Healdsburg, CA

TEC Equipment Inc, 510-715-4358
Oakland, CA

Golden Gate Trucks, 510-632-3535
Oakland, CA

Links:
Donaldson Pre-cleaner PDF, see page 12

Donaldson Pre-cleaners from Metro Fuel Injection

ARB Pre-cleaner at 4WD Hardware
Safari Snorkel Pre-Cleaner Thread on Expo

Read the rest of this entry »

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This boring looking roll of tape is 3M’s VHB (Very High Bond) Mounting Tape. It bonds glass, metal, powder-coated parts, sealed wood or concrete, and many types of plastic including PVC, ABS, polycarbonate, and fiberglass. The thing is though, once you bond two surfaces with this tape, it’s permanent. It’s permanent like build-a-bus-with-it permanent, like attach-windows-to-a-building permanent. According to 3M, it lasts for years in any outdoor climate, at any humidity.

If you have a project in which using fasteners would be tricky, or in which you’d like to create a moisture-proof seal, give it a try. It sounds like seriously tough stuff.

(If you do need to get it off though, 3M makes tools to separate the parts and remove the adhesive residue.)

Links:
VHB Tape on Cool Tools

3M Product Page

3M Durability Data Page

3M Design Guide

Amazon

tencom_lead

Scott Brady posted a great article on Expedition Portal the other day detailing his 10 commandments of overland vehicle mods. The summary? Keep it simple. Keep it light. Focus on quality suspension and terrain-appropriate tires. The article is definitely worth a read.

Link:
The 10 Commandments of Modifying an Overland Vehicle

23720

My friend, Greg, over at gadmachine passed a couple of handy sites onto me the other day. The first one is a wheel bolt pattern database, from Roadkill Customs, through which you can cross reference and compare bolt patterns from any car or truck.

Don’t know if those wheels from your Land Cruiser fit your Montero? No problem, you can look up the specs. The site gives you year, make, model, bolt pattern (in standard and metric), OEM wheel size, stud size, hub center bore, and offset (if applicable). It’s a great resource.

Another handy link is a company called Wheels and Caps, which sells NATO-style steel wheels in various sizes. Not sure if they’ll fit your truck? Use the bolt pattern database!

Links:
Wheel Bolt Pattern Database
NATO steel wheels

P1080035

For the last couple years or so my 4-wheel-drive system has been engaging intermittently. Normally I’d shift the transfer case lever into 4 High and the green lights in the instrument cluster, indicating the status of the front wheels, would blink (four-wheel drive engaging), then go solid (in four-wheel-drive). In the last couple of months though, the lights wouldn’t stop blinking, a sign that the system wasn’t able to engage the front axle.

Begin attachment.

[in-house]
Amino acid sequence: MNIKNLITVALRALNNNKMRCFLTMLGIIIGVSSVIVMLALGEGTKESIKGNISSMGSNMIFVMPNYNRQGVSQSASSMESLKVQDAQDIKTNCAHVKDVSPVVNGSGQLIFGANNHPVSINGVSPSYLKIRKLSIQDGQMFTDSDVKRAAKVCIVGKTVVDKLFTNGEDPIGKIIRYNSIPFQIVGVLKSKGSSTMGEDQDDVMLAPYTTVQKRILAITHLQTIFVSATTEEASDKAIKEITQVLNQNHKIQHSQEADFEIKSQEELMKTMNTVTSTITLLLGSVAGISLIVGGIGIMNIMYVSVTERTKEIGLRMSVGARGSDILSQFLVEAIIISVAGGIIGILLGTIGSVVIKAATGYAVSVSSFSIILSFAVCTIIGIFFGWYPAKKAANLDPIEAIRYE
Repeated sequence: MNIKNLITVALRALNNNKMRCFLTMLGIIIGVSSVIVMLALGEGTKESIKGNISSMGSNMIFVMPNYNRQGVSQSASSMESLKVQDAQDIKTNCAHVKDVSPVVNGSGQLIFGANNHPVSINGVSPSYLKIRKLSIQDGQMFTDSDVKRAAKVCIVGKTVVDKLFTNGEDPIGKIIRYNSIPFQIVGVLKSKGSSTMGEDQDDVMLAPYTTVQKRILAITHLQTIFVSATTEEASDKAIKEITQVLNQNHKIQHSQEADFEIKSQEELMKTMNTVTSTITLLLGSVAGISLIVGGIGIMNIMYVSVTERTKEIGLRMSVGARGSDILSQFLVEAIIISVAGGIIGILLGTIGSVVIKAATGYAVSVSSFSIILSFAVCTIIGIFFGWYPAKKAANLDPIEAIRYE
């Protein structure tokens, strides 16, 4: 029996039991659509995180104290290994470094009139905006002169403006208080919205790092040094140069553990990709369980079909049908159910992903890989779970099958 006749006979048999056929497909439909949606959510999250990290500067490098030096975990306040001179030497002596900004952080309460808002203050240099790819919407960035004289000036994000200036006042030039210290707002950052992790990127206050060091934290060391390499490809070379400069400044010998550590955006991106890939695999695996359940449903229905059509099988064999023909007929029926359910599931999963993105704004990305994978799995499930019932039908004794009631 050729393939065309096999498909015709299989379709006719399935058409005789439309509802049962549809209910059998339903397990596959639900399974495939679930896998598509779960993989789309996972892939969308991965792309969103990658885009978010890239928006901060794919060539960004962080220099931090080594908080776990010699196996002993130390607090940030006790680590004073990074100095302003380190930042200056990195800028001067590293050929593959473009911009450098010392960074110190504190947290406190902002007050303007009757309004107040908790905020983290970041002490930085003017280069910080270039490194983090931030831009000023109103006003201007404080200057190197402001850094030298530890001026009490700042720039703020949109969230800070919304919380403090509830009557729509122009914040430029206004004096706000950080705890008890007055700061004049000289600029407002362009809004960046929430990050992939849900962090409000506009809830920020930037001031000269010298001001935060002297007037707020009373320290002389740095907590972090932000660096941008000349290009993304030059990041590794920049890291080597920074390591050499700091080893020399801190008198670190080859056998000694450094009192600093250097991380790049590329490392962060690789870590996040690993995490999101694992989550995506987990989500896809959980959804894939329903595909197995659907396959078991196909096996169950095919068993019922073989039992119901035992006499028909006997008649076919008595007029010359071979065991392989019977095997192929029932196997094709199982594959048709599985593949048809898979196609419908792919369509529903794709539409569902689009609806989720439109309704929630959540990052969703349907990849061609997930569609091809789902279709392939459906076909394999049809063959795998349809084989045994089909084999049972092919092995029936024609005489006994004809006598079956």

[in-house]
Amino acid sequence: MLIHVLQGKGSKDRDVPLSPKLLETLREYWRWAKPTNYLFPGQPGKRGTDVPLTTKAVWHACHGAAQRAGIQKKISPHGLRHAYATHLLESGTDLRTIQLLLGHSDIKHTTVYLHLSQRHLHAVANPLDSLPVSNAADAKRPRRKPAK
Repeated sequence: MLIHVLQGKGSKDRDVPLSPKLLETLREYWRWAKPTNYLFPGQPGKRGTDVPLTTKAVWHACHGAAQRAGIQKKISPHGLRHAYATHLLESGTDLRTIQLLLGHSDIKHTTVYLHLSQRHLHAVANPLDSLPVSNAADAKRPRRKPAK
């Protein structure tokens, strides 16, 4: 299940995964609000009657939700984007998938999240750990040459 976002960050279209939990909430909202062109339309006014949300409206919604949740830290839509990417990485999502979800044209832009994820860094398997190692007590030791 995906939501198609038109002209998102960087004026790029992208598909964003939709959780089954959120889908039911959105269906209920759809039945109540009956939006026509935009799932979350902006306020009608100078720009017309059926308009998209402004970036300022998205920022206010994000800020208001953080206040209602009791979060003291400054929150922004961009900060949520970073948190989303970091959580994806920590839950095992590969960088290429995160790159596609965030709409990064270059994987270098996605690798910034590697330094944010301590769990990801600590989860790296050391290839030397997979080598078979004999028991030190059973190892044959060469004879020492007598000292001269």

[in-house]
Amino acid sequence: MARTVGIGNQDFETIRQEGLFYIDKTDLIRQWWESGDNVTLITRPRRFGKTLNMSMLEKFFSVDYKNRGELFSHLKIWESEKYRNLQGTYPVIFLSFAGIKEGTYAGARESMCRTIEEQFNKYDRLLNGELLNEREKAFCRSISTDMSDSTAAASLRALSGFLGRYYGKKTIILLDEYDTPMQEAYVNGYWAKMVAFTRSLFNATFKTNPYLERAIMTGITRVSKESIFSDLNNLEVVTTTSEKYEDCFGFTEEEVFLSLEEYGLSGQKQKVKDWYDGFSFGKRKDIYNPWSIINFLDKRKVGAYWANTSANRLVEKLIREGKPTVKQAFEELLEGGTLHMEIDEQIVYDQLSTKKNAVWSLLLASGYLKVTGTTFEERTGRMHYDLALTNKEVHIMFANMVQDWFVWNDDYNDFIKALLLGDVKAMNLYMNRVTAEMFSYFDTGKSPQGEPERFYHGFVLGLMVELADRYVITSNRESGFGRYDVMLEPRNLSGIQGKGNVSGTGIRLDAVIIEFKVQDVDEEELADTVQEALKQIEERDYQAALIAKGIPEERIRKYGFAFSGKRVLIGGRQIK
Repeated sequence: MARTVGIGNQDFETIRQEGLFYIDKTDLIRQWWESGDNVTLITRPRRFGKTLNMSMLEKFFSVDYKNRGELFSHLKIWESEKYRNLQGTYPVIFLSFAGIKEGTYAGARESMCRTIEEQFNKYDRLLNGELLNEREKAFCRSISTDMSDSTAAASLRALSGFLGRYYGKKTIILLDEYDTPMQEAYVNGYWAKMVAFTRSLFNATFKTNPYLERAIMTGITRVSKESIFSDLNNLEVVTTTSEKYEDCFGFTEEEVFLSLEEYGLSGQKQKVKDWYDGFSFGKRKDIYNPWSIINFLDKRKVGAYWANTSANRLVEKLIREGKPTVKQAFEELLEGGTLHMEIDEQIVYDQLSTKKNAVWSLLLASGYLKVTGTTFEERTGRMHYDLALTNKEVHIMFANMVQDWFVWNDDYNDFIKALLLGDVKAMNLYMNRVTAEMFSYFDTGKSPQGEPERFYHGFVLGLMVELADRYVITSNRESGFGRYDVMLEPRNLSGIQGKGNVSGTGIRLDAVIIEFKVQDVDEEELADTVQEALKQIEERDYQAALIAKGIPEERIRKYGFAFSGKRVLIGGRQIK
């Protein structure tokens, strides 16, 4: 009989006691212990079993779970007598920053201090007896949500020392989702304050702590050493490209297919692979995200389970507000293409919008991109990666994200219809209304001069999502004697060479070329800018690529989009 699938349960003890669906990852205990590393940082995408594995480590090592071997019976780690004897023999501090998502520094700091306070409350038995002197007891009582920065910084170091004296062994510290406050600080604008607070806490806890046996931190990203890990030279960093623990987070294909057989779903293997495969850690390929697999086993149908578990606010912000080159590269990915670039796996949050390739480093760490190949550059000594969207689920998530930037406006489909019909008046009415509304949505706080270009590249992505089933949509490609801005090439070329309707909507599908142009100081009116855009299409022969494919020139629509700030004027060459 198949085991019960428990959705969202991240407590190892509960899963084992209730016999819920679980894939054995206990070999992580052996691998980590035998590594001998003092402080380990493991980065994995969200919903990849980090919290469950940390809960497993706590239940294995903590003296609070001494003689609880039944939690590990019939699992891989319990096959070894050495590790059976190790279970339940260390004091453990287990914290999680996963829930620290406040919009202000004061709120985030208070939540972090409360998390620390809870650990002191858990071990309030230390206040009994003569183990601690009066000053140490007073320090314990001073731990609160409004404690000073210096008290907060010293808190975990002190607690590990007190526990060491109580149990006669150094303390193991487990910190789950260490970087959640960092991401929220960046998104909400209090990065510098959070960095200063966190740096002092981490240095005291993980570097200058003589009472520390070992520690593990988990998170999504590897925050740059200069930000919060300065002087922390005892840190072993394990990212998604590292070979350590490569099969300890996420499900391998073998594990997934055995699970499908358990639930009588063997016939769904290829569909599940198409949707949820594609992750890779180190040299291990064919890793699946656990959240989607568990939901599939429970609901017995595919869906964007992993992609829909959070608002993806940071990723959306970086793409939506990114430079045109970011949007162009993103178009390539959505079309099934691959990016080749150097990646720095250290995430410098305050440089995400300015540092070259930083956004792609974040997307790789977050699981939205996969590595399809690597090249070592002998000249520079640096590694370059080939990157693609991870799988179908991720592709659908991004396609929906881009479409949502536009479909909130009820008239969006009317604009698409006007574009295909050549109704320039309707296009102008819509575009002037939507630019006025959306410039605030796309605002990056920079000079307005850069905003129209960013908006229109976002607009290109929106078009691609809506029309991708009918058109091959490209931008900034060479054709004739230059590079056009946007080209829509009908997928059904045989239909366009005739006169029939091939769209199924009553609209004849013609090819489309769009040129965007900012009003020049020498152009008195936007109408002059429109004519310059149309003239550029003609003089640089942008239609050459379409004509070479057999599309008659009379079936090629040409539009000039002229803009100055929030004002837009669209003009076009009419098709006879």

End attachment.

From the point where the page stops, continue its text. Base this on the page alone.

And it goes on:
I had ordered the factory shop manuals for the truck a while back, so I decided to see if I could fix it myself. Also, my mechanic explained to me that my Gen 2 Montero engages 4-wheel-drive by connecting the right-front axle shaft to the front differential by means of a vacuum-powered actuator. (That’s different from the Gen 1, which has auto-locking hubs.) Armed with that knowledge I looked up the actuator in the manual and noticed that it recommended greasing the actuator rod.

I got under the truck, removed the skid plates, pushed aside the rubber boot and saw that the grease, where the rod entered free-wheeling clutch housing (red arrow), was old and jelly-like. I cleaned out the old crud, packed it with fresh grease, reattached the boot, and left the whole thing sit while I reinstalled a pair of marker lights in the bumper.

When I took the truck for a test drive an hour later and shifted into 4 High, the indicator lights flashed briefly, then immediately went solid. Whoo-hoo! An easy fix!

I recently had a set of ARB locking differentials installed in the truck and it was irritating that I had this great new gear and yet the basic four-wheel-drive system wasn’t working. That made this quick fix all the more satisfying.

Update 02/04/2015

This situation came up again recently. I think water crossings may be a factor since the boot on the actuator rod isn’t water tight. Again, I cleaned out the old grease, sprayed WD-40 to drive out any water, then re-greased both ends of the rod. It’s working again.

I also found this link helpful:
http://www.pocuk.com/forums/viewtopic.php?t=87530&highlight=actuator+rod